Officer Coble asked Williams to identify defendant. She introduced defendant as her nephew. Defendant then introducedhimself and gave the officers his true identity, Kevin Dunham. The officers asked defendant if he possessed an identification card. Defendant informed the officers that his card was in an upstairs bedroom. The officers asked defendant if they could go upstairs with him to search for his identification card and he consented. Defendant informed the officers that he did not know exactly where his identification card was located in the bedroom. While attempting to locate defendant's identification card, the police officers searched the front bedroom where defendant had indicated his identification card was located. The officers noticed a box of ammunition located on the dresser in the bedroom. They asked defendant if the ammunition belonged to him and if he was a convicted felon. Defendant admitted he was a convicted felon, but denied the ammunition belonged to him. Officer Coble picked up a jacket on the bed to look for defendant's identification card. A gun that is the subject of defendant's motion to suppress was found under the jacket. Defendant denied the gun was his and denied he occupied the bedroom.
    While in the front bedroom, the officers also noticed pictures of defendant on the walls, as well as men's clothing hanging in the closet. Defendant's identification card was found in the pocket of a pair of jeans in the bedroom's closet. After the officers and defendant returned downstairs, Williams denied that defendant was her nephew. She informed the officers that defendant had been living on the street and that she had taken him in. Williams further informed the officers that defendant lived in the frontupstairs bedroom from time to time.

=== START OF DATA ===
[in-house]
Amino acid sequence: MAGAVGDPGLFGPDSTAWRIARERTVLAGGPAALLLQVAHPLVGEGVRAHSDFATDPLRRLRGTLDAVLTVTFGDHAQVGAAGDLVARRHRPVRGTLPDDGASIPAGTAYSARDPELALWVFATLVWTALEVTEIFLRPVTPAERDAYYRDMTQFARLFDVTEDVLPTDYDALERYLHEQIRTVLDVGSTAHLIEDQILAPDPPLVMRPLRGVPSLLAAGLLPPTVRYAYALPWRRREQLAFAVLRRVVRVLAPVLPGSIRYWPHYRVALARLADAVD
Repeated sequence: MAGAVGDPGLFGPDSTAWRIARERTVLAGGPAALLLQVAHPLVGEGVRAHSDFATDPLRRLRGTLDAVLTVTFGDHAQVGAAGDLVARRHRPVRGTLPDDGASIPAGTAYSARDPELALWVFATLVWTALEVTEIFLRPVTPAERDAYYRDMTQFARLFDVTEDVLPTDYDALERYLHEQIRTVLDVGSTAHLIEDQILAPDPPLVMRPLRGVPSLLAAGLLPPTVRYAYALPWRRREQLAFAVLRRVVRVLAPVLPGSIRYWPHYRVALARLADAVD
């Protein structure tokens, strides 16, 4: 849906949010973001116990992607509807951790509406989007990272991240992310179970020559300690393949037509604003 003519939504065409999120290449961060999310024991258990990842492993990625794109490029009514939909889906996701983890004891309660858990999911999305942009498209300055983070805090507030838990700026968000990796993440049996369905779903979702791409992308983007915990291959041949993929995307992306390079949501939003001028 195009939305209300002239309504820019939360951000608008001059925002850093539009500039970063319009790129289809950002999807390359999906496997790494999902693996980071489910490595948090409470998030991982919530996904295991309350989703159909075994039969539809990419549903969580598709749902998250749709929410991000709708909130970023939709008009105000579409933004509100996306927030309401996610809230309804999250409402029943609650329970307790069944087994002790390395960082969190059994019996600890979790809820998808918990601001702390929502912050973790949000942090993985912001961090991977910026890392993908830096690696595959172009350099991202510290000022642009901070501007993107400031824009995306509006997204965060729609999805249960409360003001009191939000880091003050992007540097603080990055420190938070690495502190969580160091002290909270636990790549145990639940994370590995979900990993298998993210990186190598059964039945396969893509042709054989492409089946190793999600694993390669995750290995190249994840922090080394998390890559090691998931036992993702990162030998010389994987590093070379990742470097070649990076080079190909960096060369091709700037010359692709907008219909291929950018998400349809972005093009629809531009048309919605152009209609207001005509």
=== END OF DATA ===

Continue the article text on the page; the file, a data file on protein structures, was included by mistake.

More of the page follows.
On 13 June 2005, defendant was indicted for possession of a firearm by a felon. On 6 September 2005, defendant moved to suppress evidence of the firearm. The motion was denied and defendant conditionally pled no contest, preserving his right to appeal the denial of his motion to suppress. The trial court entered judgment for possession of a firearm by a felon. Defendant appeals.
II. Issue
    Defendant contends the trial court erred by denying his motion to suppress.
III. Motion to Suppress
    Defendant argues Williams did not consent for the police officers to search the upstairs front bedroom of her apartment and defendant did not have the authority to consent to the search. Defendant further argues the officers knew that he was not entitled by law to live in the apartment and defendant did not have the authority to consent to the search.